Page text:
Wikileaks nominated for Nobel Peace Prize

Katelyn Garrity

The actions of Wikileaks, an organization that publishes secret documents, could adversely impact freedom of the press in the United States.

Dr. Dave Rausch, a political science professor at WTAMU, said Wikileaks should be considered a branch of the media.

“Wikileaks is a media outlet,” he said. “I am a bit concerned that the writers for Wikileaks aren’t trying to inform the public as much as they are trying to get lots of public attention. It might have been better to provide the information to newspapers that have a more established line of protection.”

Rausch noted that he does not support any restrictions against the press. He feels the actions of Wikileaks do not validate the government taking a hold of the media and filtering content.

“The challenge with Wikileaks is the website is causing Americans to consider some restrictions on the press,” he said. “Any opinions about restriction the press are not good.”

He said he thought a more time tested part of the media could have handled the dissemination of the information better than Wikileaks.

“A traditional newspaper could have published the basic outline of the documents without releasing specifics or damaging details,” he said. “Wikileaks just published the documents with little commentary.”

Matthew Schmitto, a member of the group Young Americans for Liberty, said he feels Wikileaks has not violated the Constitution because its founder, Julian Assange, is not an American.

“I don’t think Wikileaks is bound by our Constitution,” he said. “[They] owe no loyalty or anything else to the United States. If anything we should be thanking them for showing us [what] our government is using our tax money towards.”

Rausch said using the internet as the main medium to spread Wikileaks information causes a new problem.

“The Internet makes it easy to distribute information to a worldwide audience,” he said.

He noted that the Internet makes jurisdiction problematic. If none of the leaked information was published on U.S. soil, it would be difficult to validate charging and trying Wikileaks members in America. Additionally he said that it would be difficult for the courts to decide whether the person that gave the information to Wikileaks or Wikileaks itself was responsible for committing a crime.

Schmitto said he foresees regulations against the Internet taking place. He expects fewer attempts to control freedom of the press.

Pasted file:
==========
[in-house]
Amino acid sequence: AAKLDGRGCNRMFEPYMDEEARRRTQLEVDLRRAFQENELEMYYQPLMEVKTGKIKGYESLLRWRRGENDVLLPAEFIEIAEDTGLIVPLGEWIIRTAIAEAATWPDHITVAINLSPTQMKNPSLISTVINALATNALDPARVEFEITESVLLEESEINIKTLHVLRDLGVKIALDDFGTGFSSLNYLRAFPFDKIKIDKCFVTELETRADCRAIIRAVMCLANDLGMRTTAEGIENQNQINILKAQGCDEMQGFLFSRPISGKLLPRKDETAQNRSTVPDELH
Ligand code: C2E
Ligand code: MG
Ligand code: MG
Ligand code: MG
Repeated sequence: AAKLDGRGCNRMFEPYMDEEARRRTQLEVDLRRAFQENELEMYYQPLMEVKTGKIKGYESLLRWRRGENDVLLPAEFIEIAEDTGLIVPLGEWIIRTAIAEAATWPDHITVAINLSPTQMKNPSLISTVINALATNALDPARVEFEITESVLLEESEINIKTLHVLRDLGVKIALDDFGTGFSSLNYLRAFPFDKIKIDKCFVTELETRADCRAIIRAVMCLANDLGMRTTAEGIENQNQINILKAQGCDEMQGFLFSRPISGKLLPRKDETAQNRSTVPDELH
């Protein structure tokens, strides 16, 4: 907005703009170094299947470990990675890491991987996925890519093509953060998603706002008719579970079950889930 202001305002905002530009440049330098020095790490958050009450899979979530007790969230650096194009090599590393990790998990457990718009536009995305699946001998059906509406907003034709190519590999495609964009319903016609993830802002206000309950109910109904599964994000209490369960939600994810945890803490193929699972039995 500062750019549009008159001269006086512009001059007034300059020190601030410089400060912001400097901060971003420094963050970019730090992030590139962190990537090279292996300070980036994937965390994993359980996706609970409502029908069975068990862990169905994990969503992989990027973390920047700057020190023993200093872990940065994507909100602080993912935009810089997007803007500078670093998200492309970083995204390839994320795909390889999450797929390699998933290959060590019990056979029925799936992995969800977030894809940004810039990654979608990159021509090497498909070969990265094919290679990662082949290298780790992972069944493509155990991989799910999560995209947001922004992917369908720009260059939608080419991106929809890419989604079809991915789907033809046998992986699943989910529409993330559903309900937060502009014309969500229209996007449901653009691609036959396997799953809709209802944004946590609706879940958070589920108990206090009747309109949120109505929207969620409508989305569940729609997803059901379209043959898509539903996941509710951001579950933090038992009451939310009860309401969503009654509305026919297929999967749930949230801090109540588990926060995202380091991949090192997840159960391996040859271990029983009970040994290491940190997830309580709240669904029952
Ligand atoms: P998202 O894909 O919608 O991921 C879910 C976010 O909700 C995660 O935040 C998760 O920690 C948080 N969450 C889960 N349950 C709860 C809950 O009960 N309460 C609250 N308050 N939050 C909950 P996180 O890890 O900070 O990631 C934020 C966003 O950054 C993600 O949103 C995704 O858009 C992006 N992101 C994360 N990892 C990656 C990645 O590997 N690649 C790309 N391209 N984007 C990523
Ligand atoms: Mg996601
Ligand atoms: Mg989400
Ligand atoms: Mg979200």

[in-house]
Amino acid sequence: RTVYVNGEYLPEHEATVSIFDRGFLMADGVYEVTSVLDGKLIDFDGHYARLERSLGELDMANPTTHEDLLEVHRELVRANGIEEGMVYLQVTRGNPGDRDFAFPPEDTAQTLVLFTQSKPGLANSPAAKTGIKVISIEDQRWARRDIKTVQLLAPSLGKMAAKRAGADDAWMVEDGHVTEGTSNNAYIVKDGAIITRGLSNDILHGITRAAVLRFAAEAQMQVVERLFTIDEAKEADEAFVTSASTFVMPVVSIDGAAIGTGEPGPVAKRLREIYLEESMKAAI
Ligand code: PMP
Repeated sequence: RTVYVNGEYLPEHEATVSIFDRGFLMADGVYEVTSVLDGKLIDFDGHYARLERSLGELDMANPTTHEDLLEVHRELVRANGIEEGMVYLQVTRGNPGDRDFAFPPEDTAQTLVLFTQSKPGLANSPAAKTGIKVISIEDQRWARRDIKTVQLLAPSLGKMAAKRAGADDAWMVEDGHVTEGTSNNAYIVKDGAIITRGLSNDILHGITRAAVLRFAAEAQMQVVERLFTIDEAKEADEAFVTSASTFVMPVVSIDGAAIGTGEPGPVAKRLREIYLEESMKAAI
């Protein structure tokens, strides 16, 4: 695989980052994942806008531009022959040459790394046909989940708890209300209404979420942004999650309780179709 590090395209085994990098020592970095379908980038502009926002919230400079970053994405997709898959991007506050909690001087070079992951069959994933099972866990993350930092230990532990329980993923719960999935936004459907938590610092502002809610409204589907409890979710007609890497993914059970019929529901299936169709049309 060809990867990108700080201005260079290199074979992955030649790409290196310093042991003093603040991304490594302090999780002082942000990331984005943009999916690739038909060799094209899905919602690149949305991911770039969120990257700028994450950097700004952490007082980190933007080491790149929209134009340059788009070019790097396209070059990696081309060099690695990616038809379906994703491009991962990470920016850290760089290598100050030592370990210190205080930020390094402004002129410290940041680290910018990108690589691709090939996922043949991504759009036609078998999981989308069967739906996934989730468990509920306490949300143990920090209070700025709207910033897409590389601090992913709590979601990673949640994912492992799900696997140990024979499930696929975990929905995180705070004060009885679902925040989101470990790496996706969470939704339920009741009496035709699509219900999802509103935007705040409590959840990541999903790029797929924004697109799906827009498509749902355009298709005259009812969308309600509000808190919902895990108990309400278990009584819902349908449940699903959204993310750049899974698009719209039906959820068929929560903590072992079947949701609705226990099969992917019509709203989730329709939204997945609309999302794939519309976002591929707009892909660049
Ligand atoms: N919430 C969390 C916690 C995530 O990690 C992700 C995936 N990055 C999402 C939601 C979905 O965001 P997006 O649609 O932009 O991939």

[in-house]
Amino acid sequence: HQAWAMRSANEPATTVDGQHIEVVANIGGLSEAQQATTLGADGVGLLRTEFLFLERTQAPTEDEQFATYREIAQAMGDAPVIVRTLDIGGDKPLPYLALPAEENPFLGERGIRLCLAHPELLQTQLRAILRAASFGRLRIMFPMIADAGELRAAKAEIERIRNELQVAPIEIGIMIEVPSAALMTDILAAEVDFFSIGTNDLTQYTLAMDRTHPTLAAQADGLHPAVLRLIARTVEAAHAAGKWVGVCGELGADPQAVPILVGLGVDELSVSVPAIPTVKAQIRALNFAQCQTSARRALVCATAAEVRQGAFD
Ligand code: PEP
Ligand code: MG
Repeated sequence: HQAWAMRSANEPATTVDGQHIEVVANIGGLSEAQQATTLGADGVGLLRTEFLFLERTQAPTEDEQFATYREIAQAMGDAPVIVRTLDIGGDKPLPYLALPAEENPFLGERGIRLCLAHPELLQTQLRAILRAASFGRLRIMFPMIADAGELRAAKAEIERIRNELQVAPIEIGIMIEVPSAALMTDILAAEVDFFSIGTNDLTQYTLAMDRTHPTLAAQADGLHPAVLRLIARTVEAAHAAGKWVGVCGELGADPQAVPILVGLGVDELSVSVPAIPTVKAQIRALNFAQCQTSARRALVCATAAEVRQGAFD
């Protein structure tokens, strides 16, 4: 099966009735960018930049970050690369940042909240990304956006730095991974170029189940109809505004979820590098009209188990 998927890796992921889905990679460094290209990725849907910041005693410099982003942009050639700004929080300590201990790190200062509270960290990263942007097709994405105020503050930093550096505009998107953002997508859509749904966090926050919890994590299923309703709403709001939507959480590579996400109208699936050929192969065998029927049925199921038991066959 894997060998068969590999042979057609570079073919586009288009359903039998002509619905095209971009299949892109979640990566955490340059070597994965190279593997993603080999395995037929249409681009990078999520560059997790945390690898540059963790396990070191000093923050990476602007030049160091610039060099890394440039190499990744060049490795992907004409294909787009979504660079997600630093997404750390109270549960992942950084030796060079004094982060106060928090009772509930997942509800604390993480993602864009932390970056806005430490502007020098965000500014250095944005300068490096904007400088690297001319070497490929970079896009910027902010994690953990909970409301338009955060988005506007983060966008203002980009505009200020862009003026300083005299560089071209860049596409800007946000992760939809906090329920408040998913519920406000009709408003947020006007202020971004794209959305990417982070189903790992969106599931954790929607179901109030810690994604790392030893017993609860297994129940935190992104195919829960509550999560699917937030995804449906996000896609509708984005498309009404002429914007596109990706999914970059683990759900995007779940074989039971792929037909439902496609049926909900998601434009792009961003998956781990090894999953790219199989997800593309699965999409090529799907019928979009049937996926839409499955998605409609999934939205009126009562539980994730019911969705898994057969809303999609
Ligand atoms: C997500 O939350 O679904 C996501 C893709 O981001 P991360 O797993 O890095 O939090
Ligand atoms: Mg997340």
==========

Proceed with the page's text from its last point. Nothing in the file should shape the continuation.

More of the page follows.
“I definitely think that the government will continue to gather new regulations on the Internet in the future in an attempt to prevent something of this nature from happening again,” he said.

Schmitto said that U.S. government is already planning restrictions to pass into law.

“I think Wikileaks is going to dramatically affect the freedom of the Internet,” he said. “Senators and Congressmen have already begun writing up new legislation that will provide immense amounts of regulations in effect jeopardizing the freedom of the Internet that we are used to.”

Both Schmitto and Rausch agree that freedom to publish information will be adversely impacted because of the panic WIkileaks has caused. However, it is unclear whether the government will try to rein in established forms of media or try to strictly regulate the Internet.

Recently, a Norwegian official nominated Wikileaks for the 2011 Nobel Peace Prize because it is a step towards more transparency and a heightened level of freedom of speech. Founder Julian Assange said, in a 60 Minutes interview, that he feels Wikileaks is based off of the same inquisitive nature that propelled the Founding Fathers.

This month the editors of the New York Times and the Guardian both promised to defend Assange if the U.S. ever attempts to prosecute him for the information released through Wikileaks. Since the initial outrage caused by the leak of previously unknown government secrets, many supporters have come out of the woodworks to back the efforts of Assange towards transparency.

It’s unlikely that Wikileaks will go away. Wikileaks reported that the organization has released less than one percent of the amount of data it has gathered.


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